“When I think about our recruitment efforts for students of color, one of the things that prevents us from realizing full success is that the financial aid and scholarship money is very limited. I would like to see that improve and I think it will. Chancellor Blank has identified the need for increased financial aid to make UW-Madison more successful, and this is a priority,” said Brumfield.
In addition to supporting increases to financial aid, Brumfield’s staff focuses on how to help students, particularly first-generation and students of color, see themselves as someone who would and should attend UW-Madison.
“I think for kids who are going to college for the first time – like for me, I was a first-generation college student – if you don’t know what the pathway should be, it’s very distant and sometimes hard to see yourself in places. We want to create pictures for kids to say, ‘That could be me, walking down State Street,’” said Brumfield.
Another one of her recruitment strategies is to target parts of the country with higher diversity.
“We always take care of home first. We think about what more we can do in Green Bay, Milwaukee, Racine, Kenosha or Beloit.”
But, she adds, “We do a lot of work in Chicago. We partner with a group there called Chicago Scholars, and we’re getting more of those students to enroll, many of whom are first-generation or students of color. Nationally, we partner with an organization called the POSSE Foundation, which works with students from Chicago, Los Angeles, Washington, D.C., and New York City,” said Brumfield.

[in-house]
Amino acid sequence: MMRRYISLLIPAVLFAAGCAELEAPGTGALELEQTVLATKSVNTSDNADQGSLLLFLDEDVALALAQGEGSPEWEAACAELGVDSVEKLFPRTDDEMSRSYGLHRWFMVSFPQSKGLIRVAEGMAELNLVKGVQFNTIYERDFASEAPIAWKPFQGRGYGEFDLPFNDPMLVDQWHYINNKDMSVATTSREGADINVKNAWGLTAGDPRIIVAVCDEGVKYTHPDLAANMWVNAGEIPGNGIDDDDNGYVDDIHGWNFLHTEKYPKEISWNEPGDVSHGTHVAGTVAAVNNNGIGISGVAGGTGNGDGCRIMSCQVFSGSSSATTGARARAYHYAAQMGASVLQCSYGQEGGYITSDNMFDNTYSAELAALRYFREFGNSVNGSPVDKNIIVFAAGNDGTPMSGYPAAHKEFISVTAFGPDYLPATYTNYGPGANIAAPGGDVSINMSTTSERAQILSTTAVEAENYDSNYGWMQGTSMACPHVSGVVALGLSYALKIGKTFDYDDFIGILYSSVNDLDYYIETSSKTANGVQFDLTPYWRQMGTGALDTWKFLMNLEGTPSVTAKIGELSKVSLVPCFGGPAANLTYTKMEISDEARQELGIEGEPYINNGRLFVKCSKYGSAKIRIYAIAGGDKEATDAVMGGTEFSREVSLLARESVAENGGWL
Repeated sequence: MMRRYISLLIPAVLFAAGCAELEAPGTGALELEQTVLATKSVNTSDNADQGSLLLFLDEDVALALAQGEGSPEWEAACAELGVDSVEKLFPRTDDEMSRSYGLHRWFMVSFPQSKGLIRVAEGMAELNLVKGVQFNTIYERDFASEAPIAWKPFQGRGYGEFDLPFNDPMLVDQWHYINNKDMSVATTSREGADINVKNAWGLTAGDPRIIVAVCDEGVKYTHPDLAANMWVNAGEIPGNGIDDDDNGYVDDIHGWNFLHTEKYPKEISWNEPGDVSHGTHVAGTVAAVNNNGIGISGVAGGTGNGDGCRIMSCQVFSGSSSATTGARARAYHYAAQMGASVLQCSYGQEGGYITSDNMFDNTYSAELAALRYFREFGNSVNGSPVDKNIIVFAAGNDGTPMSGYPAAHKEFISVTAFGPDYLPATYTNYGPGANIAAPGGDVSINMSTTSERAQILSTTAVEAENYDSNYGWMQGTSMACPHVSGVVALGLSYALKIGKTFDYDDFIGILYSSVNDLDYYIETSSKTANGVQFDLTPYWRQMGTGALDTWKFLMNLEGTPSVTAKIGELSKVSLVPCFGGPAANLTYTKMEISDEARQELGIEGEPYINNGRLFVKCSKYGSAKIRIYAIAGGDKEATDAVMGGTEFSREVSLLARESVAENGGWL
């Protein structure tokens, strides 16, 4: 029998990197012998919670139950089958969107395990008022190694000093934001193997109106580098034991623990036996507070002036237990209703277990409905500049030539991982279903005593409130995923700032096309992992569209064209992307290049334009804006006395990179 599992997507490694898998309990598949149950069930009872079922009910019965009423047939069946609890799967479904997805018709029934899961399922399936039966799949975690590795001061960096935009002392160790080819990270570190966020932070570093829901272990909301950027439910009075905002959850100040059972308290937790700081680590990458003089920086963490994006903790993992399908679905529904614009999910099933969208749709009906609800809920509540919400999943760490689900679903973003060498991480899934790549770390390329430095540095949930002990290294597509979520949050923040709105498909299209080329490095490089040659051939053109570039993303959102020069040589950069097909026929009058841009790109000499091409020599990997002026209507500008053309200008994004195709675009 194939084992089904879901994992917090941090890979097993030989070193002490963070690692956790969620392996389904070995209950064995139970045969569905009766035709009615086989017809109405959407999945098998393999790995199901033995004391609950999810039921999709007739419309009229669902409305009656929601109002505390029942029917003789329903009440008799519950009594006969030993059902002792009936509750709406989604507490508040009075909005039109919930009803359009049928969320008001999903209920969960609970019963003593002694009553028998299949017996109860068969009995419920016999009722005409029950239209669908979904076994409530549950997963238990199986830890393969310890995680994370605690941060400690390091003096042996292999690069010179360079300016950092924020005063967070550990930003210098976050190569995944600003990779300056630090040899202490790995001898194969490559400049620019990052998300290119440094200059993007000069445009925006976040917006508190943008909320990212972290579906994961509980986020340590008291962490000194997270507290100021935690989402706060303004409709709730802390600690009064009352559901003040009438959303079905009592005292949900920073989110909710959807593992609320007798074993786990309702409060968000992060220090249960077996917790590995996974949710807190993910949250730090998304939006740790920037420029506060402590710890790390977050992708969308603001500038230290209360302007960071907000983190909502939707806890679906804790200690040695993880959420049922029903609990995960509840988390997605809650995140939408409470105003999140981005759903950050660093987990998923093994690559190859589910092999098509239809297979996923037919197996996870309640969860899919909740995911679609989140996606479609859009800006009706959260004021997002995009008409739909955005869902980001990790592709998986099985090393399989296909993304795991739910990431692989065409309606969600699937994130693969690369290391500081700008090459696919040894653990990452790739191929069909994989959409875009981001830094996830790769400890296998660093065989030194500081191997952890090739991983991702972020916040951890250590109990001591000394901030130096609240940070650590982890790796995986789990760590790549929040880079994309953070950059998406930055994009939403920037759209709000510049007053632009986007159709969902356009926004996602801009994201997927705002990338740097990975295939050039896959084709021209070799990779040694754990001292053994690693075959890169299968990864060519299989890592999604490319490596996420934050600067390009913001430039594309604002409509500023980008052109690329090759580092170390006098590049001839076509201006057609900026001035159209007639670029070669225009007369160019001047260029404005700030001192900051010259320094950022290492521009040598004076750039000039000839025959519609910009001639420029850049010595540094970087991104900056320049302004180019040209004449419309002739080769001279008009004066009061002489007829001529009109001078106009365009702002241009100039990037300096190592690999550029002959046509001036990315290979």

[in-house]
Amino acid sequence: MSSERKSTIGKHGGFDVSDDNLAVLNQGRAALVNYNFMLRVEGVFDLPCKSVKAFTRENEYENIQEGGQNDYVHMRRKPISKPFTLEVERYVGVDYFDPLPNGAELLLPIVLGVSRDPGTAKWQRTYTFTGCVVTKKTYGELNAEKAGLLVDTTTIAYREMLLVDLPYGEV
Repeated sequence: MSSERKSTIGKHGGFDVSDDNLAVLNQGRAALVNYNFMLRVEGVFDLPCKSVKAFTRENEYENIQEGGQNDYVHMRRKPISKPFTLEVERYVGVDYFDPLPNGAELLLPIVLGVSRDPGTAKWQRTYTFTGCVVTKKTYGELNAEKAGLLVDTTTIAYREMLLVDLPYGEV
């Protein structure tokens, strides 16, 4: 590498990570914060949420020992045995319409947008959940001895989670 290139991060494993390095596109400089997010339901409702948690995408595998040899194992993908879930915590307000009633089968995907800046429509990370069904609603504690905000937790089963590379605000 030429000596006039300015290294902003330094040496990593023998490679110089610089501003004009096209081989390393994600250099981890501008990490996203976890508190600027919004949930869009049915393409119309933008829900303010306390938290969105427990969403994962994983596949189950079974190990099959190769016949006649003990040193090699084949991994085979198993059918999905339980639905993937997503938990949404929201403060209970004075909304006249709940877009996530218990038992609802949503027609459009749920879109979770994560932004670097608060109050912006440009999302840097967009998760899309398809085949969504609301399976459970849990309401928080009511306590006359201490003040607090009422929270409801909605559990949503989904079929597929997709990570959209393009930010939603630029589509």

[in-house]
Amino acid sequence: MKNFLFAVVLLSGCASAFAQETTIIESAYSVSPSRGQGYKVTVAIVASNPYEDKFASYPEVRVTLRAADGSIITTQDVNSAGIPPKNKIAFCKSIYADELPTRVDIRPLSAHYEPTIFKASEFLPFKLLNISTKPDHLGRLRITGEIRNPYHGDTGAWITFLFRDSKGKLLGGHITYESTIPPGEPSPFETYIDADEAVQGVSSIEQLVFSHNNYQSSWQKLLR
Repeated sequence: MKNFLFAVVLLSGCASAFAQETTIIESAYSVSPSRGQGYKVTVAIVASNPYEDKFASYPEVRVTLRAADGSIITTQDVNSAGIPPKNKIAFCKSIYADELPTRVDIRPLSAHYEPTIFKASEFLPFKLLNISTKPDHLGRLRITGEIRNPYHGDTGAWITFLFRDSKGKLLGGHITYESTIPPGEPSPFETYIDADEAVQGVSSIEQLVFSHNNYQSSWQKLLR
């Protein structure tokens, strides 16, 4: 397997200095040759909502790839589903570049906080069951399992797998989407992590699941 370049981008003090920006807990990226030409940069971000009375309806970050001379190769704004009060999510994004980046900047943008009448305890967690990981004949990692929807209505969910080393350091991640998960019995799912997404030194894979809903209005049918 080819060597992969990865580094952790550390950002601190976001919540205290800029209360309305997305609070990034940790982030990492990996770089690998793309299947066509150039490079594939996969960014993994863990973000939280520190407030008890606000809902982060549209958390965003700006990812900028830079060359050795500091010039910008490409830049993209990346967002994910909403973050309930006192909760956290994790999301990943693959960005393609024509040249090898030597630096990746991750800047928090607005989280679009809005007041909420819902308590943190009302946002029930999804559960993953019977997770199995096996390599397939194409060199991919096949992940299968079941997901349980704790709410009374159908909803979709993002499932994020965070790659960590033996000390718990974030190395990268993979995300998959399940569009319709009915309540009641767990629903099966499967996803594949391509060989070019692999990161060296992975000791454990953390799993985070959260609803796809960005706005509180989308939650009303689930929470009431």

The university’s commitment and efforts to increase diversity are strong, and their success can be seen in numbers. Since 2005, minority presence on campus has risen by nearly 40%, from 3,223 students in 2005 to 4,543 students in 2014, and is continuing to increase.
“One thing I want for all students who come here is that with our resources and our faculty, that they thrive and excel,” Brumfield said.
Their accomplishments thus far are only the beginning. Brumfield and her team are always looking ahead and strategizing for continued success in the future.
“We’re striving to be the best admissions office in the 21st century and we’re trying to imagine what that means for another 5-10 years and plan accordingly,” she said. “UW-Madison is a place with endless potential, and to be a part of that is very exciting,” she added with a smile.